dryadgrl: (Default)
I have one that I bought that is awesome. It appears to be apricot kernel oil, rice brain oil and tea tree oil. Except that it's the consistency of lip balm.

It says it has chick weed (stellaria media) infused apricot kernel oil, basil (ocimum basilica) infused rice bran oil and tea tree oil. But none of those are solid are room temp and this is. So either they left something out or I am missing something in the preparation.

I'm thinking that I might use beeswax and shea butter as the based and put the oils in that and put them in a big lip balm like tube.

So I'm working out a recipes and if anyone has used these, I'd love to hear more about them.

It seems like it's at least 1 to 4 hard ingredients to oils. So if I use the same proportions maybe that would work. Hrm.
dryadgrl: (Default)
So the recipe is...
1 part beeswax (which for me was 1/2 cup)
3 parts calendula essential oil (grapeseed oil base)
40 drops lavender essential oil (which is very strong)
1/8 part St. John's Wort essential oil
1 part shea butter

The previous recipe makes a salve that is a little to hard for my taste. I like it soft and creamy and closer to an ointment than to a butter.
dryadgrl: (Default)
one possibility:
two parts water
1 part oils (mango and shea butter)
10% (of the water) glycerine
15% (of the water) emulsifying wax
30 drops neroli (in 100grams of water)

good for a a month because it doesn't have a preservative.

This is about the consistency of a thick lotion.
dryadgrl: (Default)
I started a dandelion root tinture yesterday. It's similar to this recipe for dandelion tincture. Except of course it was dried dandelion root.

So in 6-12 weeks I'll have dandelion tincture which is about helping with liver detox.
dryadgrl: (Default)
Tonight I made lavender honey. I came home with an immune system booster with astralagus, rose hips, ginger and raw honey. You could take that every day to support your immune system health long term. Kiddo loves lavender so I thought I'd just start some and see if he uses them. I ended up making three jars, 1 with lavender and chamomile and the other 2 straight lavender.

The basic idea of a medicinal honey is to make up a powdered herb mix and fill the jar about 1/ or less full.

Warm the honey, but do not let it boil. It only needs to get hot enough to work with or not be crystalized.

Pour the honey into the jar over the herbs.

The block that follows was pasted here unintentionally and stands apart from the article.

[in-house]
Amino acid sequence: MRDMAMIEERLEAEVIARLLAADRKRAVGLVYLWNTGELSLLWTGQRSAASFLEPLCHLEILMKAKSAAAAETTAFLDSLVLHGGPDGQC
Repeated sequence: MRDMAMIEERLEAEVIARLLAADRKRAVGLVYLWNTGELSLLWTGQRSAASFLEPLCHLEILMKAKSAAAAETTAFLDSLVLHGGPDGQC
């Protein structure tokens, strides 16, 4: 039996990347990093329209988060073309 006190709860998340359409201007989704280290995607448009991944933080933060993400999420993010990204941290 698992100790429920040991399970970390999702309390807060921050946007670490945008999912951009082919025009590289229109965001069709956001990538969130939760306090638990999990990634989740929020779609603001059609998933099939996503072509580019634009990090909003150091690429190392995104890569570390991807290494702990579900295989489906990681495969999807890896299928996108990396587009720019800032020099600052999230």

Stir (a chop stick works really well for this).

Seal the jars. (If the jars are clean/sterile and are the 2 part lid mason jars, they will self-seal as they cool.

They need to sit 2-4 weeks for maximum potency before eating. Turn them over twice a day to keep the mix moving.
They last a long time. Honey never goes bad, so these will last at least a year (which is the shelf life of most powdered herbs. But these should get eaten up! Yum!
dryadgrl: (Default)
In general syrups are about making medicine sweeter and more condensed for one of a few reasons: 1. you can take it more easily
2. so that you can take less of it
3. So that you can store it and take it with water later.

In general boil the herbs or fruit etc for about 20-30 minutes.
Strain.
Add sweetner.

Anything you can make tea out of can be made into a syrup from herbs to fruit and vegetables. Just make sure it's edible

They need to sit for: none, ready immediately
Lasts: about a month.

Honey does not go bad, but herbs can and adding water to herbs is what can introduce the place to culture bacteria or mold. So if it smells ok and looks ok, it's probably ok.

The repro health/iron batch that I just made is the third. I made enough so that I cna take some every day either by dropperfull if I'm on the go, but mostly so that I can use it as a tea some times during the day as an iron supplement.

The general idea is to take a tea and boil it until it's half of what the original water then take that and add about 1/2 again as much honey while it's warm so that you have a syrup. The more honey/sweetner you add, the thicker it will be. The general rule is to just taste it to see if it works for you. And remember you can always add more, but you can't add less.
dryadgrl: (Default)
Elderberry syrup is for head colds and mucus in your head and stimulating immune system response. Elderberries smell strong and some people don't like them. I like them, but this is a way to get kids to take this without holding them down.

3 c wanter
1/2c elderberries dried or 1c fresh
handful of elderflowers (dried)
handful of rose hips (dried)
about 2 sticks of cinnamon
raw honey

Boil down herbs down to 1.5 cups (ish)
Add half of the tea volume in honey (or molasses, maple syrup, fruit concentrate, simple syrup or agave)

Dose: Take as often as possible as needed. 1 Tbls 4-6 times a day. The best way to take this is in small doses several times a day so that the medicine part gets into the body a little at a time.

Why?
Elderberries are great for head colds. The perfect cure, if you will.
Elderflowers are cooling which is great for the flu, it brings the heat down and for immune support
Rose hips are great for vitamin C. The vitamin C is very available for absorption in the body
Cinnamon is great for digestion, to move energy and to release heat in the body.